Extreme ultraviolet (EUV) radiation induced growth of carbon and oxygen desorption were investigated on a Ru surface by Auger electron spectroscopy (AES) in the presence and absence of additional photoelectrons (PEs) from a focusing Ru mirror. A decrease in EUV reflectivity with carbon growth in the presence of additional PEs has been observed. Conversely, a carbonaceous Ru surface was cleaned in sequential AES, and discussed in terms of secondary electron assisted dissociation of residual hydrocarbons and water molecules, followed by a chemical reaction between adsorbed carbon and oxygen atoms.

  11. The characterisation of non-evaporable getters by Auger electron spectroscopy Analytical potential and artefacts

    CERN Document Server

    Scheuerlein, C; Taborelli, M

    2002-01-01

    The surfaces of getter materials are particularly difficult to analyse because of their high chemical reactivity. The results obtained can be strongly influenced by the experimental set-up and procedures. In this paper the experimental influence on the Auger electron spectroscopy results is discussed, based on the measurements of more than 100 different non-evaporable getter (NEG) materials. There are four typical changes in the Auger electron spectra when a NEG becomes activated. The oxygen peak intensity decreases, the shape of the metal peaks changes, the carbon peak shape changes shape and intensity and a chlorine peak occurs. All these changes are affected by instrumental artefacts. The Zr-MNV peak shape changes occurring during the reduction of ZrO2 are well suited to determine the onset of NEG activation, while the slope with which the O-KLL peak intensity decreases in a certain temperature range is a better criterion for the determination of the temperature at which activation is complete. The O-KLL i...

  12. Evaluating 99mTc Auger electrons for targeted tumor radiotherapy by computational methods.

    Science.gov (United States)

    Tavares, Adriana Alexandre S; Tavares, João Manuel R S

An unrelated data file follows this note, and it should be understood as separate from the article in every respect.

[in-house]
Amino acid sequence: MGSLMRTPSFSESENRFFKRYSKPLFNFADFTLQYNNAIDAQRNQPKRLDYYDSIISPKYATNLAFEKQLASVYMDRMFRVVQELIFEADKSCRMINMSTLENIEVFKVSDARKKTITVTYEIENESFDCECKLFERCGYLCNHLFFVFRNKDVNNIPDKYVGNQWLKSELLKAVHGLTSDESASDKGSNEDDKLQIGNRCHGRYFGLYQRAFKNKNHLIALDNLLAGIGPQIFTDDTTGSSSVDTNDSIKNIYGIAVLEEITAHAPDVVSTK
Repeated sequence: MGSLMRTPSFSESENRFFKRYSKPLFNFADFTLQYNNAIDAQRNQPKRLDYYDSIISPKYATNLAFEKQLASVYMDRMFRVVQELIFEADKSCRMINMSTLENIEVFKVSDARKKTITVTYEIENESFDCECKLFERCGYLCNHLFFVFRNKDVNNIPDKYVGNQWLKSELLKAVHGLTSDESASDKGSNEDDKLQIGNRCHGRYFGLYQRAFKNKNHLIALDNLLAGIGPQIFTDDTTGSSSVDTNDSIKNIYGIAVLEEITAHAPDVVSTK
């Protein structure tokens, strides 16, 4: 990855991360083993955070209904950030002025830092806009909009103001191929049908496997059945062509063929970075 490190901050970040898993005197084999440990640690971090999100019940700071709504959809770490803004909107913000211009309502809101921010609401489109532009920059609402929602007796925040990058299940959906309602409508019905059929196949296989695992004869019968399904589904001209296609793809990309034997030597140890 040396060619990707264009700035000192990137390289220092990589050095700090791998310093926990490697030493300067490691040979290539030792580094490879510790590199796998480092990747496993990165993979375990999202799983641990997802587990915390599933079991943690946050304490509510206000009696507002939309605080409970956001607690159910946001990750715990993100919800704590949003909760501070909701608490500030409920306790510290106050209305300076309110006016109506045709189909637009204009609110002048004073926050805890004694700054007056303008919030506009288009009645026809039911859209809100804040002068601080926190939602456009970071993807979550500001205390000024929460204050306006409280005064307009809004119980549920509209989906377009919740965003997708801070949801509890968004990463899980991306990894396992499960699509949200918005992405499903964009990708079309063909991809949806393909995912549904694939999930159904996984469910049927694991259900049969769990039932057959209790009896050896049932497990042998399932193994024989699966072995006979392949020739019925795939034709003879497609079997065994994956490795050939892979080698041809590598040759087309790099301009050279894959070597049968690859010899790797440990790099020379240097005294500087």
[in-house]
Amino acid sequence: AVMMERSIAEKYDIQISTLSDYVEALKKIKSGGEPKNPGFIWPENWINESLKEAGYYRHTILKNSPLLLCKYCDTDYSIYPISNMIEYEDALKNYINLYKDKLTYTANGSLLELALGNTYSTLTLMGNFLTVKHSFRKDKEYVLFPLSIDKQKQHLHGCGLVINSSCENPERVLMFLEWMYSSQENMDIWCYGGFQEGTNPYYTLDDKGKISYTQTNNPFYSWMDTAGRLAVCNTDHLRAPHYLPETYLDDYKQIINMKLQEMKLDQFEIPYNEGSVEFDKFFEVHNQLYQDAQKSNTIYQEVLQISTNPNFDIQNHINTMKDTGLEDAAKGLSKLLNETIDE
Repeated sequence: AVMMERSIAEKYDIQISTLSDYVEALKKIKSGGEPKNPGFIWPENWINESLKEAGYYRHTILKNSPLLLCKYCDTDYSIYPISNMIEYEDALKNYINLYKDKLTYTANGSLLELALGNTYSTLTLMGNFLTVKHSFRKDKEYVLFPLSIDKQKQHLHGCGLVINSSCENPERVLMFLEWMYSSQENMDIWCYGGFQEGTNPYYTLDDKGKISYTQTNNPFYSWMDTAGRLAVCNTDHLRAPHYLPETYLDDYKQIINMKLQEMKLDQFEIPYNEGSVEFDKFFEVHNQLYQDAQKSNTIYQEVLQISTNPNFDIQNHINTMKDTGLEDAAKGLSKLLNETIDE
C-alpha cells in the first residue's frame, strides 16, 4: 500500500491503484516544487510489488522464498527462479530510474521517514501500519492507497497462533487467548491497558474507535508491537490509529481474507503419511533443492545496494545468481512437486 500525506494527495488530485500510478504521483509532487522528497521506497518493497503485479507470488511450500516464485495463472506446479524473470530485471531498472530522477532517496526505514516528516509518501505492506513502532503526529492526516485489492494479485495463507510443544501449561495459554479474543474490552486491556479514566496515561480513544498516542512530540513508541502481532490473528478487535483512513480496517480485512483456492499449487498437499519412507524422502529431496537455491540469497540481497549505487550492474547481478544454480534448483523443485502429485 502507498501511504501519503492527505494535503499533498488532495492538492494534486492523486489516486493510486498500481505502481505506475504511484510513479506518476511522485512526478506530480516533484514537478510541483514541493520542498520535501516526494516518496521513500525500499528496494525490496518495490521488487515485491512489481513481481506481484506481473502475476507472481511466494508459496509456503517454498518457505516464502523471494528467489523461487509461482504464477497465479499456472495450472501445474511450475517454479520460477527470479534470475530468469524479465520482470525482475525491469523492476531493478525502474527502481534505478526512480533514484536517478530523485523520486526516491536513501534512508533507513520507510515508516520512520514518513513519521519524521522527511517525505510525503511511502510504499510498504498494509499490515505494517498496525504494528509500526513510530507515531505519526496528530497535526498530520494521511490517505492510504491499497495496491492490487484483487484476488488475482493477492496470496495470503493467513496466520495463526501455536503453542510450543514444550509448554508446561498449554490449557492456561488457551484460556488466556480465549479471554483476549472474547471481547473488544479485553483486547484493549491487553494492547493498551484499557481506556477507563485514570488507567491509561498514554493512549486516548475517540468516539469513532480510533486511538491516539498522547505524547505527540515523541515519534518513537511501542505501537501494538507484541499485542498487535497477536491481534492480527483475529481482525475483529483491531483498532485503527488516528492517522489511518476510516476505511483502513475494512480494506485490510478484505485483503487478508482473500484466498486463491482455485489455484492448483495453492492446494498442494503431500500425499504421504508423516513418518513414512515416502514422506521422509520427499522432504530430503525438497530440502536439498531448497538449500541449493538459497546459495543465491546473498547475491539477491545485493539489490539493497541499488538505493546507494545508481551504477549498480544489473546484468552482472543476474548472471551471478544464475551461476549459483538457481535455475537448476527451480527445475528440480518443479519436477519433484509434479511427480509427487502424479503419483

2010-07-01

    Technetium-99m (99mTc) has been widely used as an imaging agent but only recently has been considered for therapeutic applications. This study aims to analyze the potential use of 99mTc Auger electrons for targeted tumor radiotherapy by evaluating the DNA damage and its probability of correct repair and by studying the cellular kinetics, following 99mTc Auger electron irradiation in comparison to iodine-131 (131I) beta minus particles and astatine-211 (211At) alpha particle irradiation. Computational models were used to estimate the yield of DNA damage (fast Monte Carlo damage algorithm), the probability of correct repair (Monte Carlo excision repair algorithm), and cell kinetic effects (virtual cell radiobiology algorithm) after irradiation with the selected particles. The results obtained with the algorithms used suggested that 99mTc CKMMX (all M-shell Coster-Kroning--CK--and super-CK transitions) electrons and Auger MXY (all M-shell Auger transitions) have a therapeutic potential comparable to high linear energy transfer 211At alpha particles and higher than 131I beta minus particles. All the other 99mTc electrons had a therapeutic potential similar to 131I beta minus particles. 99mTc CKMMX electrons and Auger MXY presented a higher probability to induce apoptosis than 131I beta minus particles and a probability similar to 211At alpha particles. Based on the results here, 99mTc CKMMX electrons and Auger MXY are useful electrons for targeted tumor radiotherapy.